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“Anti-Work” Tunnel within the Productive Society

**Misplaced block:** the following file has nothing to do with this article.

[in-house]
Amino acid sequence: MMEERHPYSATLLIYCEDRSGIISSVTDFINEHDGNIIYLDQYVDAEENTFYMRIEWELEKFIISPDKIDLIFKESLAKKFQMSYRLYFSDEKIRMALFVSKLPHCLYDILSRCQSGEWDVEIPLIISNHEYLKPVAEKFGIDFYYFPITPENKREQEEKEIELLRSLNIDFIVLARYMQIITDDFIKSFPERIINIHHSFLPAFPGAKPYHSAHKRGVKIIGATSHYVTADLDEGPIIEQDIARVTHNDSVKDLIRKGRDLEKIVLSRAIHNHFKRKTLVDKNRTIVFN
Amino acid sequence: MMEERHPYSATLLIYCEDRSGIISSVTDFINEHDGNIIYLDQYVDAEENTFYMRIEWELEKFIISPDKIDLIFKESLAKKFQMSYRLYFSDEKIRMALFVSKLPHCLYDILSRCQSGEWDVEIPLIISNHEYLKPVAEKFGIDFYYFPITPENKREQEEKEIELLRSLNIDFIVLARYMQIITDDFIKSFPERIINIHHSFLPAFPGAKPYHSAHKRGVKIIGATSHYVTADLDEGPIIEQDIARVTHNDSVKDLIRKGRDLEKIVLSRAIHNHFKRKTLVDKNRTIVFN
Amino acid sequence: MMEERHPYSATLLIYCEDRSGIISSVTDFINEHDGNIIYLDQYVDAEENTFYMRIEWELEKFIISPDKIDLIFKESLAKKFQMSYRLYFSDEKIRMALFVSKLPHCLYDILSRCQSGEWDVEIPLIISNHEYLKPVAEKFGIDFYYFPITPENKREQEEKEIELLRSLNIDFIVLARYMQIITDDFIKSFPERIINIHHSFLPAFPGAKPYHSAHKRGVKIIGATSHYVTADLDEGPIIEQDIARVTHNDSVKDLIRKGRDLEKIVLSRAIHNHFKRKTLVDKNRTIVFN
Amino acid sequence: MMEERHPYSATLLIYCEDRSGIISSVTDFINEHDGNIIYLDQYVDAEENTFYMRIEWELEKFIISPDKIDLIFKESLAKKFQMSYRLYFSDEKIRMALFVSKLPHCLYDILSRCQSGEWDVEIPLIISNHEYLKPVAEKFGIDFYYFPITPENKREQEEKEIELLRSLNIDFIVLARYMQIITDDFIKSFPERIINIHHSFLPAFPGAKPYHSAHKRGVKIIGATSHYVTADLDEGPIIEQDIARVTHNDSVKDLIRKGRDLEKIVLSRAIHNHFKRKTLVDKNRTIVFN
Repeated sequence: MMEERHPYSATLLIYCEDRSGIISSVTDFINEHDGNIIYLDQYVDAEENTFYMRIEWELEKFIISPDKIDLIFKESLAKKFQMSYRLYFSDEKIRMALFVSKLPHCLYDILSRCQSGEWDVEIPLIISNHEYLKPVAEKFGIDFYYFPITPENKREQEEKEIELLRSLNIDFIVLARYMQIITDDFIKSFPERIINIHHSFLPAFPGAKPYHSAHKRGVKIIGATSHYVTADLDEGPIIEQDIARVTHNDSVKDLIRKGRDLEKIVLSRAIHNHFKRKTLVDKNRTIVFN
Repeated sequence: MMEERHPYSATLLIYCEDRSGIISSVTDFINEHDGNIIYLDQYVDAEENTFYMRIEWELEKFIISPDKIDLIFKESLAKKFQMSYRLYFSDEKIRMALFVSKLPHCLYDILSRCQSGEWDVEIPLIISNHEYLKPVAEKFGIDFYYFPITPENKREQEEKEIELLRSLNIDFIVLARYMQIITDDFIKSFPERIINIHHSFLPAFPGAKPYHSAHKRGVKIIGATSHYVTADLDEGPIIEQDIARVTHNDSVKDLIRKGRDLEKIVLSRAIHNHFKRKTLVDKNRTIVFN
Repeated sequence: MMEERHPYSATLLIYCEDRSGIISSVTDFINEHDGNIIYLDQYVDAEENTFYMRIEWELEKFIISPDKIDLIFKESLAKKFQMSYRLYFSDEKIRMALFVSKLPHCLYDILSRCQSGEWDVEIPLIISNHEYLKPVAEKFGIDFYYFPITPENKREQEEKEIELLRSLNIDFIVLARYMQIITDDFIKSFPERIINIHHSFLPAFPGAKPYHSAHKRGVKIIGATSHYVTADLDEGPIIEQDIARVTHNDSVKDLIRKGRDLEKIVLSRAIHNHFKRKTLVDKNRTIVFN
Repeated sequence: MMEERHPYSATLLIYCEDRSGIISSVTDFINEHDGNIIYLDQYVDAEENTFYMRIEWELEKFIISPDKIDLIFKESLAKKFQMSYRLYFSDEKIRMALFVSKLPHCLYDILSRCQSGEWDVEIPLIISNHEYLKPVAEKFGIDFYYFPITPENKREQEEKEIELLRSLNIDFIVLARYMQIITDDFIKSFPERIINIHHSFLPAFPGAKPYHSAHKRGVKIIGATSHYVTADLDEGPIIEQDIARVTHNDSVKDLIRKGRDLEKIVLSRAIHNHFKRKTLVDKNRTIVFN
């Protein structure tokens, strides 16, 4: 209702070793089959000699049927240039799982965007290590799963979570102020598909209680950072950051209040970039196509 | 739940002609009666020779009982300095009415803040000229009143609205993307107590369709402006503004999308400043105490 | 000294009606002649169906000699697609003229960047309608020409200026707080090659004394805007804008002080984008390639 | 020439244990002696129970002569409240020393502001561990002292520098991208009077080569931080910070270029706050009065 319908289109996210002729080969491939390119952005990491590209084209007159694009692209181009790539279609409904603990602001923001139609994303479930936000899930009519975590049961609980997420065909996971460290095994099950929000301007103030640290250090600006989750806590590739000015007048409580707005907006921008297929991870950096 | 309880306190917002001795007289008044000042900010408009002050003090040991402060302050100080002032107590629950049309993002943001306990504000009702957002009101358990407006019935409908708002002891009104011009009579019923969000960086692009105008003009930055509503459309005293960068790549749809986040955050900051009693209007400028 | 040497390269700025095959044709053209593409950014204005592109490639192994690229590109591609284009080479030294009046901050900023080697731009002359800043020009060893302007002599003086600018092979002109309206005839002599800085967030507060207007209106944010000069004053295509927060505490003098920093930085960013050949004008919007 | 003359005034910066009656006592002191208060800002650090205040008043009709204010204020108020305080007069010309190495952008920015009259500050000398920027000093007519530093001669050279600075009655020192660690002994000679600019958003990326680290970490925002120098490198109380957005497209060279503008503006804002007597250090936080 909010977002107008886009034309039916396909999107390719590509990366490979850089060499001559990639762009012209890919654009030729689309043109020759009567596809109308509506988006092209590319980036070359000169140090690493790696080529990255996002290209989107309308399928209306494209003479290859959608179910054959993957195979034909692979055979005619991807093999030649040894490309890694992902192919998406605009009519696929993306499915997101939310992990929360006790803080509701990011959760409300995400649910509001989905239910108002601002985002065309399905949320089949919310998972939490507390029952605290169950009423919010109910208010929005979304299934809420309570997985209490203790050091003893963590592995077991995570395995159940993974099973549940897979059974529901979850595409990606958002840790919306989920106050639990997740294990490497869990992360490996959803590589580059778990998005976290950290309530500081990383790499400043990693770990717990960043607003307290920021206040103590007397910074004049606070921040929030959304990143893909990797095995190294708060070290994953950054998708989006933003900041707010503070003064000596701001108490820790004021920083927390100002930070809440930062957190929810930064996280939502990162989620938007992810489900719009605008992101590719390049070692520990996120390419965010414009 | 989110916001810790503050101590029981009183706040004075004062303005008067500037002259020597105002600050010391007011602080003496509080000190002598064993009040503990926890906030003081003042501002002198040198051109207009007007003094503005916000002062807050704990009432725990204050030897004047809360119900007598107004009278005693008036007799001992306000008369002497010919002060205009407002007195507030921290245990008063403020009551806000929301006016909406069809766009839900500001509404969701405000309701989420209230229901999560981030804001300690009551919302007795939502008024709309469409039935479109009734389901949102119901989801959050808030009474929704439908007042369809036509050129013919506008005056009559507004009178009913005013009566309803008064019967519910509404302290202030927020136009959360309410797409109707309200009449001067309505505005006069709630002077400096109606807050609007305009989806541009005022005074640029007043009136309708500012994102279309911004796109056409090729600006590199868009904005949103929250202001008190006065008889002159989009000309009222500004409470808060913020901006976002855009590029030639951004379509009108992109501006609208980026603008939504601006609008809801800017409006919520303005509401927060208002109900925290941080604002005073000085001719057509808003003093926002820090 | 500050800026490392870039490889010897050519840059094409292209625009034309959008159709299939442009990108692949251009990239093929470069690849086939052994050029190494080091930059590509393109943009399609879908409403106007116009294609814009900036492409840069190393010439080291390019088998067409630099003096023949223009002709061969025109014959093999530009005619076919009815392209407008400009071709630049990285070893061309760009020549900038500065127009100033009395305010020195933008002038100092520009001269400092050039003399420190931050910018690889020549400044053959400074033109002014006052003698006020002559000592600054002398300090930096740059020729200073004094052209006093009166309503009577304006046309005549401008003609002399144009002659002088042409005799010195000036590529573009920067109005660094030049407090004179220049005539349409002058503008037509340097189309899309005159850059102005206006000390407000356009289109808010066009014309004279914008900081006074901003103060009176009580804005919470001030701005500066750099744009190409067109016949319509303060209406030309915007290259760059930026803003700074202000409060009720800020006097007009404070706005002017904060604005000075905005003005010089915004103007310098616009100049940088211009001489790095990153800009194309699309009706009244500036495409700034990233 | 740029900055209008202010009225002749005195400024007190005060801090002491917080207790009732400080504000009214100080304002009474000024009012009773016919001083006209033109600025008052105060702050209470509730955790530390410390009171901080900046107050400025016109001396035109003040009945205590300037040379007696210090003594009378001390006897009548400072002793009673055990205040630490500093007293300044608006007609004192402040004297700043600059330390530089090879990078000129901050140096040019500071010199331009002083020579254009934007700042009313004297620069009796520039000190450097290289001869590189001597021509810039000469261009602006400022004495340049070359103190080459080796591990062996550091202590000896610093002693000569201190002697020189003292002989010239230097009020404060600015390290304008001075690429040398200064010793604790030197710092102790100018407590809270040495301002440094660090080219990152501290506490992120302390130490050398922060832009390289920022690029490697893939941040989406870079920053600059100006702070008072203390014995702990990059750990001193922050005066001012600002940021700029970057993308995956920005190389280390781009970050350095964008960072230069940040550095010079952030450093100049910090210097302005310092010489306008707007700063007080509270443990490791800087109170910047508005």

I was initially intrigued by the versatility of the pool grounds and public spaces from the Highbridge Pool. When water was removed from the pool, the new area encouraged and introduced new forms of leisure, such as shuffleboard, into the regulated space. What would it mean to conceptualize unproductivity in leisure? Is it inherently disrupting a social system? Leisure became a form of rebellion against work, which I have constituted as a confined space that orders and demands how people should live. The resulting intervention is an elevated and parasitic structure that runs through current institutions of labor along W157th to W170th Street Broadway that represent the productive worker. It is a disruption in existing forms of labor and specifically, on blue collar and working-class systems. This intervention questions what it means to be unproductive and how the rebellion of productivity, as an institution, can be complex and difficult to resist. The intervention brings people of interest, workers, to the forefront of the institution and provides the public with a physical passageway for collective action and visibility within private spaces. It establishes voids into existing buildings as a way of forcing unproductivity into the common practices of labor and work.